President Salva Kiir of South Sudan decided to dissolve his entire cabinet. The decision surprised even the country’s most seasoned observers. Officially, the sackings have been justified as a move to consolidate ministries in the effort to create a “lean and stronger cabinet.” But Riek Machar, the country’s former vice president who wants the top job, says the cabinet dump is another attempt to sideline political opponents. Machar was left out of the new cabinet.
Kiir would be well advised to focus less on the drama of his own political positioning, and more on the plight of his own people.
The humanitarian situation is particularly acute in the southern Jonglei state. Cyclical clashes between rival tribes, along with escalating armed conflict between the South Sudan Liberation Army and the David Yau Yau rebels, have triggered a massive population displacement. Doctors Without Borders estimates that 100,000 people are “in dire need of access to emergency medical care.”
The violent conflict extends beyond Jonglei state. Tensions remain high in the Abyei area, where tens of thousands of people are still displaced after Sudanese troops invaded in May 2011. Sudan and South Sudan contest sovereignty over this oil-rich region, and a referendum to determine Abyei’s future has been pushed back again to October. The dispute has spilled into the Northern Bahr el Ghazal state, where an estimated 20,000 people have been cut off from aid. In total, internal conflict has displaced over 350,000 people.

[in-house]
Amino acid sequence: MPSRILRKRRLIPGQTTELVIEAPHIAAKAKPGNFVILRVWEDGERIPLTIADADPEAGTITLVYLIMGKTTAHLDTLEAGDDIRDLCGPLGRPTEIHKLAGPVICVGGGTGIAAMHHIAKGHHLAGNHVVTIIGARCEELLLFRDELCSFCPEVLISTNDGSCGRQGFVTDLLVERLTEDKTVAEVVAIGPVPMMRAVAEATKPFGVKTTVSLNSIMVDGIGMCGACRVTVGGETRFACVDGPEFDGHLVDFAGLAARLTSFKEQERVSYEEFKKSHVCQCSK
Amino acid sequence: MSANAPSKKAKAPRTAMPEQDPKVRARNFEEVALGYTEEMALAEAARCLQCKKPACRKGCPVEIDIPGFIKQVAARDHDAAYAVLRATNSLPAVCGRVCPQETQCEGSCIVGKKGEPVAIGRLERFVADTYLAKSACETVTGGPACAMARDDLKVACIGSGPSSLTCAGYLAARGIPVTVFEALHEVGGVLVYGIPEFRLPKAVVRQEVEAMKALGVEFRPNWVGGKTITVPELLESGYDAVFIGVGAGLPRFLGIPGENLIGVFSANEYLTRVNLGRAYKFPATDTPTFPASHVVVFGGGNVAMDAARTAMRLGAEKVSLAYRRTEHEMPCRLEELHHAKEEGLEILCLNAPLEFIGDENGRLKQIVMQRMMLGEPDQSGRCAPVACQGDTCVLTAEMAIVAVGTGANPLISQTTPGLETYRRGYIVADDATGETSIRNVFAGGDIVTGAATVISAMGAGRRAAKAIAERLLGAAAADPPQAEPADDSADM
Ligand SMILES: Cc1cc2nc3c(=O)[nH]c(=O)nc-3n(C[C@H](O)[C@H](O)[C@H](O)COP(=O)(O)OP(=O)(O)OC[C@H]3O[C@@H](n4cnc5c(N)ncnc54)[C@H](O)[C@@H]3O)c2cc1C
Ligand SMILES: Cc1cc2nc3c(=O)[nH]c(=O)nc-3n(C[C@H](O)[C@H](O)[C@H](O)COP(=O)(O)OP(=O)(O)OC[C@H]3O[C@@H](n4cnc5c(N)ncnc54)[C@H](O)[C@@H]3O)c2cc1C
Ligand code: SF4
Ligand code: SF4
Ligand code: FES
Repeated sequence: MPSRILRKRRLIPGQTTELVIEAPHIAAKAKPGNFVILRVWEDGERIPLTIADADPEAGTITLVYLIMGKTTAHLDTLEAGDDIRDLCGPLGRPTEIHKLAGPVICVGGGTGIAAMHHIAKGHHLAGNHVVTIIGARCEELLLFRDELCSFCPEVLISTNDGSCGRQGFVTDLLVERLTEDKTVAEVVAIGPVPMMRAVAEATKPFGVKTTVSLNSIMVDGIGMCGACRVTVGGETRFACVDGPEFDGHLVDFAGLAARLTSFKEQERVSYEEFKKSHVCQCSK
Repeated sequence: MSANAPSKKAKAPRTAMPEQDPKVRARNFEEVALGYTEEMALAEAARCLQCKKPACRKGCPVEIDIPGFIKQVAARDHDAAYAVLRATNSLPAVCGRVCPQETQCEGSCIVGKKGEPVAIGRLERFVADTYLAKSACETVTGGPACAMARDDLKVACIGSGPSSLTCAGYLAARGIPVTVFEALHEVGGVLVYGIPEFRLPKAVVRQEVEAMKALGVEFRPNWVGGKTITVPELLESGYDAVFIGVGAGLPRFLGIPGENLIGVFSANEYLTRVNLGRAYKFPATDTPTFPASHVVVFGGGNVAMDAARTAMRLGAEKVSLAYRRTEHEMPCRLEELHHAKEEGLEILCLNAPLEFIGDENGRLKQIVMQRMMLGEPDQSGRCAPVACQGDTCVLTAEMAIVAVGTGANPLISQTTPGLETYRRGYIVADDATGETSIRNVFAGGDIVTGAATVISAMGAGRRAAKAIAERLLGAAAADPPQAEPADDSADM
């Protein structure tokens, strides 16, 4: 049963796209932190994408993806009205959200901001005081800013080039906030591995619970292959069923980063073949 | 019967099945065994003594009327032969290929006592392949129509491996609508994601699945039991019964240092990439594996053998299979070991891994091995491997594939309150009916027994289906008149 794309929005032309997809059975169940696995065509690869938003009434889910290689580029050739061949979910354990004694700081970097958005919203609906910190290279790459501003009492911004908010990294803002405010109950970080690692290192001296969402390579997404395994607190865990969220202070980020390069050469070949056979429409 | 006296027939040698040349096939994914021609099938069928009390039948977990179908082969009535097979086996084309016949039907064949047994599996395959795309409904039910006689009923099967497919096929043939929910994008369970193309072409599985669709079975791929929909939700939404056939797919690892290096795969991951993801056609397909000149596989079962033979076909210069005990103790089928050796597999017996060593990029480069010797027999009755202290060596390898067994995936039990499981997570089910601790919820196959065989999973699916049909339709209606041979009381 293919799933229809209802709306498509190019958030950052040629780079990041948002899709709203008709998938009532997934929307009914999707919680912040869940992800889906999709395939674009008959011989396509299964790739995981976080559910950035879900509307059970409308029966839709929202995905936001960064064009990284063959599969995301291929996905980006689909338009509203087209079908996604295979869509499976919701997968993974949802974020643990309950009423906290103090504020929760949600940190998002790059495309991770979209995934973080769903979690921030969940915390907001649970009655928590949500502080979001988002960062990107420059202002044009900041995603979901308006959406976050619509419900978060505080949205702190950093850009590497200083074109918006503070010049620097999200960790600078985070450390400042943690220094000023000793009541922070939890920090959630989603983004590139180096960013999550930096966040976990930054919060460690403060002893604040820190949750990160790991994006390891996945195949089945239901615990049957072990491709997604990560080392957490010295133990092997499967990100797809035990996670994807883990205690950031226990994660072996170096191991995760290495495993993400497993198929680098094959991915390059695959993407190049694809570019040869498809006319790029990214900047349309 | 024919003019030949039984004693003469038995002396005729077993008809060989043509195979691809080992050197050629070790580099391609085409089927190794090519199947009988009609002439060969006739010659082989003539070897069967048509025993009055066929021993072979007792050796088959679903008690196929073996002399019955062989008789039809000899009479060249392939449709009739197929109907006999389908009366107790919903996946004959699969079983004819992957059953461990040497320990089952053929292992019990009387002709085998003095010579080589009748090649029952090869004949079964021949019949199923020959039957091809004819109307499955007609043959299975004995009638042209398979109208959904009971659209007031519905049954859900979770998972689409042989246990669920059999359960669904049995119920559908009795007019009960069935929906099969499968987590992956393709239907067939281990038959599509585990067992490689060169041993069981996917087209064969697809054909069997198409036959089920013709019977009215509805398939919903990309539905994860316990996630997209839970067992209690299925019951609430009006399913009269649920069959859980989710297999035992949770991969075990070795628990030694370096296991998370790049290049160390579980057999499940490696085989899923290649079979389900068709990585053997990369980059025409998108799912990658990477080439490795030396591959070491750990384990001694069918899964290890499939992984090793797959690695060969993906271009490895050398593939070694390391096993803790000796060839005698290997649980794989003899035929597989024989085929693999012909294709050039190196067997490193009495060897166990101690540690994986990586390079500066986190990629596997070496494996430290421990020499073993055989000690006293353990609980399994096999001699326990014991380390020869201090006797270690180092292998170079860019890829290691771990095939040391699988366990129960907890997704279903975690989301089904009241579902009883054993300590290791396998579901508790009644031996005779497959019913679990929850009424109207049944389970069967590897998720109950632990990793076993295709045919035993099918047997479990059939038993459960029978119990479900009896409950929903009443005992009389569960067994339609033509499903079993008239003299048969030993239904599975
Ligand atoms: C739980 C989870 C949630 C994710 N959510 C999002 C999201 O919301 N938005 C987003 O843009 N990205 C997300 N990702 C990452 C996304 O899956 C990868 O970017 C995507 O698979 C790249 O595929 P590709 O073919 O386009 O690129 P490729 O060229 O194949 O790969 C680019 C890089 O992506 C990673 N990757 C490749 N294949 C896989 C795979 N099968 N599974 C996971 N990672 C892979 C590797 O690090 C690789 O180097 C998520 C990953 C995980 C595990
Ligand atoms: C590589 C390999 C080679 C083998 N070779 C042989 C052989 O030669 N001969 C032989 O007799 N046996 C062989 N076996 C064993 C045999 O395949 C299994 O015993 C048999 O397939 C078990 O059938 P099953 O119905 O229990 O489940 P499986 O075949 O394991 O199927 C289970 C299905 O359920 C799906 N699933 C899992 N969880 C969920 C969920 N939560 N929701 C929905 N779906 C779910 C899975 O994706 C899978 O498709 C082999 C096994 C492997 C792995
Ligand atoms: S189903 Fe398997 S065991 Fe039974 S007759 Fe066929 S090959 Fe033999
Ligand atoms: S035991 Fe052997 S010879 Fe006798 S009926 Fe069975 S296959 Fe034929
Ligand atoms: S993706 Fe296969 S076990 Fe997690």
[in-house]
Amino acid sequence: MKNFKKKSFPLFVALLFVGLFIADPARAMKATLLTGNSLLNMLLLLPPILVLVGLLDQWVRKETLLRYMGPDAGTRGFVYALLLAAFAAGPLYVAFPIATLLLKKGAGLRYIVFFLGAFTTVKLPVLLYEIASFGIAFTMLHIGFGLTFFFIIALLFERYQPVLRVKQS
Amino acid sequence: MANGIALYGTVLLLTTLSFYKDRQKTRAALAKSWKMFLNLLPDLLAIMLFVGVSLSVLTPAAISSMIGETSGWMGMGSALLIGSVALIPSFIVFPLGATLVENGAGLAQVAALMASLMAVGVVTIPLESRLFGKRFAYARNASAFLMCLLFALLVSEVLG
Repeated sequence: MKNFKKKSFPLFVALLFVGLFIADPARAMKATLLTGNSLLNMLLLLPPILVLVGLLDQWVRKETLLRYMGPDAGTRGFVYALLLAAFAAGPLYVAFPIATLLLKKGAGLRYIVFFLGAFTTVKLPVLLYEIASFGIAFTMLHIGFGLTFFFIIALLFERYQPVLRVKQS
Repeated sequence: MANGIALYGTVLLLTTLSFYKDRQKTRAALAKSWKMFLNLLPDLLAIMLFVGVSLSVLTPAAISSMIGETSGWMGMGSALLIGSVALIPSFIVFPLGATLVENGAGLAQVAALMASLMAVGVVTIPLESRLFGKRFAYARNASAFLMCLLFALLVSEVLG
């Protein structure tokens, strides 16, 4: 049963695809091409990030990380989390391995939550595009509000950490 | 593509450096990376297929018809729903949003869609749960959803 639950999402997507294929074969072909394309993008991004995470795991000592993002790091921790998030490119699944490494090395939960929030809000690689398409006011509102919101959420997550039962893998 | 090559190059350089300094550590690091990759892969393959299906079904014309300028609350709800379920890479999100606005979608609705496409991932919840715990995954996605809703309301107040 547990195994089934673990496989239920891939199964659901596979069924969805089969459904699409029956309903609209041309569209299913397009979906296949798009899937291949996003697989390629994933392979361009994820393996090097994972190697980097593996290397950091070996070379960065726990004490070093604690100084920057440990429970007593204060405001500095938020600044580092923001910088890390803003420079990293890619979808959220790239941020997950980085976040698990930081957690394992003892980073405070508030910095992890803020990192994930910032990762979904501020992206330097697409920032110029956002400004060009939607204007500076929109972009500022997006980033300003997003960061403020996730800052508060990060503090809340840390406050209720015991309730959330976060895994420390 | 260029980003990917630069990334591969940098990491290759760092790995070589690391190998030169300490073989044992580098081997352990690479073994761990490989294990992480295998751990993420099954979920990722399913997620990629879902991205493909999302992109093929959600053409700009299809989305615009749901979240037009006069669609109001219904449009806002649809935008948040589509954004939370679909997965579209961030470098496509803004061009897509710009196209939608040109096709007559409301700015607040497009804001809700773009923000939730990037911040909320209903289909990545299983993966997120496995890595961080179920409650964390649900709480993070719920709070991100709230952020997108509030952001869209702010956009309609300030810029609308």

The needs of refugees and returnees are pushing aid agencies to their limits. Fighting on the other side of the border between the Sudanese government and rebels has forced over 220,000 refugees into South Sudan. Refugee camps are overcrowded, underfunded, and difficult to access due to flooding.
Adding to the difficulties, almost 2 million South Sudanese have returned home since 2005, a shocking number in a country of fewer than 10 million. The International Rescue Committee reports that many returnees have come back to find their land occupied and are left stranded in inadequate transit camps. Aid agencies in South Sudan say they still need $485 million until the end of 2013 to help some three million people “survive and to rebuild their lives.”
Food security is another issue. The World Food Program estimates that at least 4.1 million South Sudanese will be food insecure in 2013. Conflict and the influx of returnees have placed further pressure on food supplies.
South Sudan has some of the world’s worst health indicators. The country has the world’s highest maternal mortality rate: one in seven South Sudanese women die in pregnancy or childbirth, often due to preventable infection, hemorrhaging, or a general lack of access to health care facilities. South Sudan also hosts 98% of the world’s remaining Guinea worm cases.
Finally, the government is facing mounting criticism for human rights abuses. In an open letter to the president, a group of “longtime friends of South Sudan” accuse Kiir of allowing human rights abuses reminiscent to those of Sudan. Prison conditions are squalid, the army detains and beats civilians arbitrarily, and security officials intimidate the press.
The challenges facing South Sudan are many and great. Kiir must rise above his own political jockeying, and address his country's challenges with urgency and resolve.